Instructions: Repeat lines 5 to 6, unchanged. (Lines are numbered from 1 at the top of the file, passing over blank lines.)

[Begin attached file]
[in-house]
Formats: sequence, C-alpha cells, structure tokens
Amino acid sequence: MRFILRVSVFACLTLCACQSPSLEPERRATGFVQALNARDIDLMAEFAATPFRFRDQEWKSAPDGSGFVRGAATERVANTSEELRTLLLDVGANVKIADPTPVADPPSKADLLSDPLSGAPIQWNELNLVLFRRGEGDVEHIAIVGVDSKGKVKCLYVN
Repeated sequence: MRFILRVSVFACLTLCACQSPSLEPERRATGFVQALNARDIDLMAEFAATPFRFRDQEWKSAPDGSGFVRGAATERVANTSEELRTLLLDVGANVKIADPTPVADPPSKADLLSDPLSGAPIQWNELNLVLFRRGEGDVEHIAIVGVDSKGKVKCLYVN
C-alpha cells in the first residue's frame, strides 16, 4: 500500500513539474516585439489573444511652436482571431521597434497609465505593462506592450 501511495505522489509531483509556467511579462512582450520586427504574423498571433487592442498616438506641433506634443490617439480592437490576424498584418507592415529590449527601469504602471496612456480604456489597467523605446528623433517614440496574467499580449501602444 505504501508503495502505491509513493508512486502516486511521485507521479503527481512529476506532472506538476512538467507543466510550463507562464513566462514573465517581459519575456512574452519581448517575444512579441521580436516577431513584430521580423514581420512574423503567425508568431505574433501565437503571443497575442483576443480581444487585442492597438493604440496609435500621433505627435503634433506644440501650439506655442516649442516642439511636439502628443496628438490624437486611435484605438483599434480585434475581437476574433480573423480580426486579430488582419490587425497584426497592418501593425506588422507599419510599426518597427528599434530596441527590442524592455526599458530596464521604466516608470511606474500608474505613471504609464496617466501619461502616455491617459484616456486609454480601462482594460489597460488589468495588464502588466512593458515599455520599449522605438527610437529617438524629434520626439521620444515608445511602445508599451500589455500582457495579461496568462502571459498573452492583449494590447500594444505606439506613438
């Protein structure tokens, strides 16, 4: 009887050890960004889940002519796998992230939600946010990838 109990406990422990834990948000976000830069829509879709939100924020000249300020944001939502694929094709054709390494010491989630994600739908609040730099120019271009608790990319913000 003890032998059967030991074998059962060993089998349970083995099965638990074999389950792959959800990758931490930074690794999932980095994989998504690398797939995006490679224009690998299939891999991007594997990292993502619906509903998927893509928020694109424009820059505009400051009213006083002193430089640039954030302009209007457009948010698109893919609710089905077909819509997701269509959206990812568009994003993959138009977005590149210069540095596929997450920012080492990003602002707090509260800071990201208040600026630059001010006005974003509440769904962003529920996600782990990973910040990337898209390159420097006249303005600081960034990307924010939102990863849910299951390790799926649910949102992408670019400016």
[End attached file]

C-alpha cells in the first residue's frame, strides 16, 4: 500500500513539474516585439489573444511652436482571431521597434497609465505593462506592450 501511495505522489509531483509556467511579462512582450520586427504574423498571433487592442498616438506641433506634443490617439480592437490576424498584418507592415529590449527601469504602471496612456480604456489597467523605446528623433517614440496574467499580449501602444 505504501508503495502505491509513493508512486502516486511521485507521479503527481512529476506532472506538476512538467507543466510550463507562464513566462514573465517581459519575456512574452519581448517575444512579441521580436516577431513584430521580423514581420512574423503567425508568431505574433501565437503571443497575442483576443480581444487585442492597438493604440496609435500621433505627435503634433506644440501650439506655442516649442516642439511636439502628443496628438490624437486611435484605438483599434480585434475581437476574433480573423480580426486579430488582419490587425497584426497592418501593425506588422507599419510599426518597427528599434530596441527590442524592455526599458530596464521604466516608470511606474500608474505613471504609464496617466501619461502616455491617459484616456486609454480601462482594460489597460488589468495588464502588466512593458515599455520599449522605438527610437529617438524629434520626439521620444515608445511602445508599451500589455500582457495579461496568462502571459498573452492583449494590447500594444505606439506613438
């Protein structure tokens, strides 16, 4: 009887050890960004889940002519796998992230939600946010990838 109990406990422990834990948000976000830069829509879709939100924020000249300020944001939502694929094709054709390494010491989630994600739908609040730099120019271009608790990319913000 003890032998059967030991074998059962060993089998349970083995099965638990074999389950792959959800990758931490930074690794999932980095994989998504690398797939995006490679224009690998299939891999991007594997990292993502619906509903998927893509928020694109424009820059505009400051009213006083002193430089640039954030302009209007457009948010698109893919609710089905077909819509997701269509959206990812568009994003993959138009977005590149210069540095596929997450920012080492990003602002707090509260800071990201208040600026630059001010006005974003509440769904962003529920996600782990990973910040990337898209390159420097006249303005600081960034990307924010939102990863849910299951390790799926649910949102992408670019400016």